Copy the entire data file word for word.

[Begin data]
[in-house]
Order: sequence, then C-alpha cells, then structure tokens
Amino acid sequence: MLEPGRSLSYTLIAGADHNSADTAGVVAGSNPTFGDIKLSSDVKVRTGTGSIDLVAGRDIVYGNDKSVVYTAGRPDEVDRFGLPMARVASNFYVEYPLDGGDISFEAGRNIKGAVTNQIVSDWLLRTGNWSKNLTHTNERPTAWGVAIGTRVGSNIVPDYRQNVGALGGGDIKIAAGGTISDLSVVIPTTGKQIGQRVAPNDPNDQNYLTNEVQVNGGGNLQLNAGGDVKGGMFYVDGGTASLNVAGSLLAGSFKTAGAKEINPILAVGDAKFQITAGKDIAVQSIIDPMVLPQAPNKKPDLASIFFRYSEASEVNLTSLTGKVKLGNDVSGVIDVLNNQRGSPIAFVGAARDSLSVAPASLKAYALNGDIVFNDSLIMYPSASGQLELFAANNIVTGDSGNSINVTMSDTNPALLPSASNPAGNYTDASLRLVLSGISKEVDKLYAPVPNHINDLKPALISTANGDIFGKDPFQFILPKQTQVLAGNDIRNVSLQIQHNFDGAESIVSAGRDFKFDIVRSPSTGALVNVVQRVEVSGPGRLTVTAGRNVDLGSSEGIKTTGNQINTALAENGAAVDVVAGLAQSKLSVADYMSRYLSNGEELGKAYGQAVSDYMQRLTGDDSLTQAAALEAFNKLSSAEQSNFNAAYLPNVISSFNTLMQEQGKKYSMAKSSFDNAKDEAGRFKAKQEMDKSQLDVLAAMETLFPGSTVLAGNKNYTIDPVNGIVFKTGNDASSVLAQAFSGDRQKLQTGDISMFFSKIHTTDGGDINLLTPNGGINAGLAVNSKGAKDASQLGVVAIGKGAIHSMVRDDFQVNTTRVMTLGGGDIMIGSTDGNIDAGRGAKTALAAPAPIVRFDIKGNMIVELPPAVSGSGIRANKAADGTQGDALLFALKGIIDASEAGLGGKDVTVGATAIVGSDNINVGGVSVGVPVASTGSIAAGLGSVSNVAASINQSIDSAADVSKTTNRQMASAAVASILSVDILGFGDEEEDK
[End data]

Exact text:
[in-house]
Order: sequence, then C-alpha cells, then structure tokens
Amino acid sequence: MLEPGRSLSYTLIAGADHNSADTAGVVAGSNPTFGDIKLSSDVKVRTGTGSIDLVAGRDIVYGNDKSVVYTAGRPDEVDRFGLPMARVASNFYVEYPLDGGDISFEAGRNIKGAVTNQIVSDWLLRTGNWSKNLTHTNERPTAWGVAIGTRVGSNIVPDYRQNVGALGGGDIKIAAGGTISDLSVVIPTTGKQIGQRVAPNDPNDQNYLTNEVQVNGGGNLQLNAGGDVKGGMFYVDGGTASLNVAGSLLAGSFKTAGAKEINPILAVGDAKFQITAGKDIAVQSIIDPMVLPQAPNKKPDLASIFFRYSEASEVNLTSLTGKVKLGNDVSGVIDVLNNQRGSPIAFVGAARDSLSVAPASLKAYALNGDIVFNDSLIMYPSASGQLELFAANNIVTGDSGNSINVTMSDTNPALLPSASNPAGNYTDASLRLVLSGISKEVDKLYAPVPNHINDLKPALISTANGDIFGKDPFQFILPKQTQVLAGNDIRNVSLQIQHNFDGAESIVSAGRDFKFDIVRSPSTGALVNVVQRVEVSGPGRLTVTAGRNVDLGSSEGIKTTGNQINTALAENGAAVDVVAGLAQSKLSVADYMSRYLSNGEELGKAYGQAVSDYMQRLTGDDSLTQAAALEAFNKLSSAEQSNFNAAYLPNVISSFNTLMQEQGKKYSMAKSSFDNAKDEAGRFKAKQEMDKSQLDVLAAMETLFPGSTVLAGNKNYTIDPVNGIVFKTGNDASSVLAQAFSGDRQKLQTGDISMFFSKIHTTDGGDINLLTPNGGINAGLAVNSKGAKDASQLGVVAIGKGAIHSMVRDDFQVNTTRVMTLGGGDIMIGSTDGNIDAGRGAKTALAAPAPIVRFDIKGNMIVELPPAVSGSGIRANKAADGTQGDALLFALKGIIDASEAGLGGKDVTVGATAIVGSDNINVGGVSVGVPVASTGSIAAGLGSVSNVAASINQSIDSAADVSKTTNRQMASAAVASILSVDILGFGDEEEDK